September 12, 2014

Cornucopia / Cynthia Dewes

When we can turn grief into affirmation of life

Cynthia DewesWe know that each of us grieves in a different way. Grief can be community-wide, as in mourning the death of JFK as a nation, but most grief is a uniquely personal emotion.

Some of us show grief over tragic events by screaming, sobbing, fainting or displaying some other physical response. Others are stoic, appearing to seize up and even be unmoved by the situation.

Sometimes, folks are critical of the way another grieves. They may think that it’s about time the mourner got on with his or her life. Perhaps because they felt able to do so after a similar event, they have no patience with the person who can’t stop grieving. They think, “Get over it.”

People may also be criticized because they don’t grieve enough to suit the sensibilities of the observer. Why don’t they cry? How can they go to the movies or back to work so soon? Surely they’re either callous or else they really didn’t care much about the terrible thing that happened.

Motives come into play. The ostensible griever may be an insecure person seeking attention. Or they may be a weaker person who’s lost a stronger partner or a more secure situation. So, they “carry on” so they’ll gain sympathy, and they usually succeed … up to a point.

Other mourners may be trying to deny that the bad thing happened. They ignore the situation and try to go on as though nothing had occurred, least of all to them. Sadly, in either case, the healing which grief can accomplish will not be gained.

My friend Norb is grieving the death of his longtime friend and companion, Marian. He is a faithful person, as was she, and the hope of their eternal life in Christ together is his major consolation. With that in mind, as he reflected on Marian’s life, he realized that hope was an essential part of her being.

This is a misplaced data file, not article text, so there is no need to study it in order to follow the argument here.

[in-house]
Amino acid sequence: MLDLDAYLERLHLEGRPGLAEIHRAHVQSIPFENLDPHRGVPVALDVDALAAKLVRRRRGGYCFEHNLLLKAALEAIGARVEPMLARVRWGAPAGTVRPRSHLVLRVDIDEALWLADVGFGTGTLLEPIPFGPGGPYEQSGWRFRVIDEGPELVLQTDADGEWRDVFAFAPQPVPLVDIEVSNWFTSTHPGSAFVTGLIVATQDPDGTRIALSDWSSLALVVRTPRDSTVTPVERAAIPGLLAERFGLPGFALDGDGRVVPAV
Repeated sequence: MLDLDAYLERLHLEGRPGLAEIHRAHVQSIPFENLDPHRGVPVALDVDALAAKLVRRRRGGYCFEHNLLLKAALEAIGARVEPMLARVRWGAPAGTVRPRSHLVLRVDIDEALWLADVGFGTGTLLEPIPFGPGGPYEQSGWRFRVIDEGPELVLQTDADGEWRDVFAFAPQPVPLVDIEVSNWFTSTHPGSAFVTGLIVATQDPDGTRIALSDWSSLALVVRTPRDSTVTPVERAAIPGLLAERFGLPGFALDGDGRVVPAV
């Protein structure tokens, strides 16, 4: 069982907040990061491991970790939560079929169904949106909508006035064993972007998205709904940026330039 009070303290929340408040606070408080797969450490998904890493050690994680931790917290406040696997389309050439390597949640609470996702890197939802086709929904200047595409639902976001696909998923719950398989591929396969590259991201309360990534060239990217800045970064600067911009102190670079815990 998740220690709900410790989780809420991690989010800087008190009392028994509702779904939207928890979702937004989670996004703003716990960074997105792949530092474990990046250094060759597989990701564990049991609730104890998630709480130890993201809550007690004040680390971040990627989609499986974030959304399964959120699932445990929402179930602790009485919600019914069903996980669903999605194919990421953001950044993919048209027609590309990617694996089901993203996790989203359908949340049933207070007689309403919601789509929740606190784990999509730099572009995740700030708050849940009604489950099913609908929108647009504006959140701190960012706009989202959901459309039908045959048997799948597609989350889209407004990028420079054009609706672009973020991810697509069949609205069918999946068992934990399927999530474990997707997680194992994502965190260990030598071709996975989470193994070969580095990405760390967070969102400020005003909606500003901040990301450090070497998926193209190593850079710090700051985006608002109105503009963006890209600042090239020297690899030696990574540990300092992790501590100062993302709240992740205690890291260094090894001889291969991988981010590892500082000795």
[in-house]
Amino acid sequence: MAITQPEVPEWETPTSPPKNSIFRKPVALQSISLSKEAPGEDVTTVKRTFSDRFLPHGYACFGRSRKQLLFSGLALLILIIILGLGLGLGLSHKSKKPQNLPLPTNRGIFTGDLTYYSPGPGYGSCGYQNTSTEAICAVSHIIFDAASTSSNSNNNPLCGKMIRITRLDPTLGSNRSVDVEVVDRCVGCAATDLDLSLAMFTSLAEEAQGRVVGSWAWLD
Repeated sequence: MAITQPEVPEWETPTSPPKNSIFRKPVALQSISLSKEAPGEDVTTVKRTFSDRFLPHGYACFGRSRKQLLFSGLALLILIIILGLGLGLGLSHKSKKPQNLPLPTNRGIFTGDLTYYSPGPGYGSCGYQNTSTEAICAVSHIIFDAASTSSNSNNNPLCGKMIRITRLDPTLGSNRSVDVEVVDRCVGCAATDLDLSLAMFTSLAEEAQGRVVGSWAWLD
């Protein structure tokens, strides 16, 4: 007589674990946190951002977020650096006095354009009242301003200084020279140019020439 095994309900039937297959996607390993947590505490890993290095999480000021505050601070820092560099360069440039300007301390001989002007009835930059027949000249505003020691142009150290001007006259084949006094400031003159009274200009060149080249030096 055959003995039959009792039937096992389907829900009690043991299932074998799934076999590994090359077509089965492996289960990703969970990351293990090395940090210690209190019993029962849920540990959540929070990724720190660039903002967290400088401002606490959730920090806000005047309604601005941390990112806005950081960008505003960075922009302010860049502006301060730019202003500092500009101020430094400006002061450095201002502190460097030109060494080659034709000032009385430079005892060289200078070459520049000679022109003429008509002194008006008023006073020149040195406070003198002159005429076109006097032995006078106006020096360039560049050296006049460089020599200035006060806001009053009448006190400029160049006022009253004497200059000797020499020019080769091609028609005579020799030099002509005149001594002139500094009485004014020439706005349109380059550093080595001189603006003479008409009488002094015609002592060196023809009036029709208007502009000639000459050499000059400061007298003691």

Norb wrote a memorial tribute to Marian which he called “Bouncing Back” [a type of “Resurrection”]. In it, he described her often traumatic life, and the resilience which she showed in dealing with it. He saw her struggles as a kind of metaphor for our human journey through life, with the need to “bounce back” in order to reach the ultimate goal of Resurrection with Christ.

Although she took comfort in her pets, Marian did not have a very happy childhood. Her father said “No” to almost all requests, and since he worked nights she was responsible for keeping her brothers quiet while he slept during the day. One of the boys had Down syndrome, so she also needed to keep an eye on him most of the time.

Marian was rebellious in her teens and experienced disappointments in high school. She spent hours in doctors’ offices because of her allergies and her disabled brother’s needs. But she bounced back and became interested in a career as a nurse.

In later years, Marian suffered a heart attack, the death of a son and breast cancer, but she bounced back yet again. She planned her own funeral, wrote her own obituary and cheerfully prepared for what would come next.

Norb says, “I think she knew all her life that these ‘bouncing backs’ were a type of preparation for meeting Jesus. How else could she have found her remarkable gift to keep going and show us the way?” He finished his tribute with, “Thank you Marian for bouncing back. Now I know I can, too.”

(Cynthia Dewes, a member of St. Paul the Apostle Parish in Greencastle, is a regular columnist for The Criterion.)

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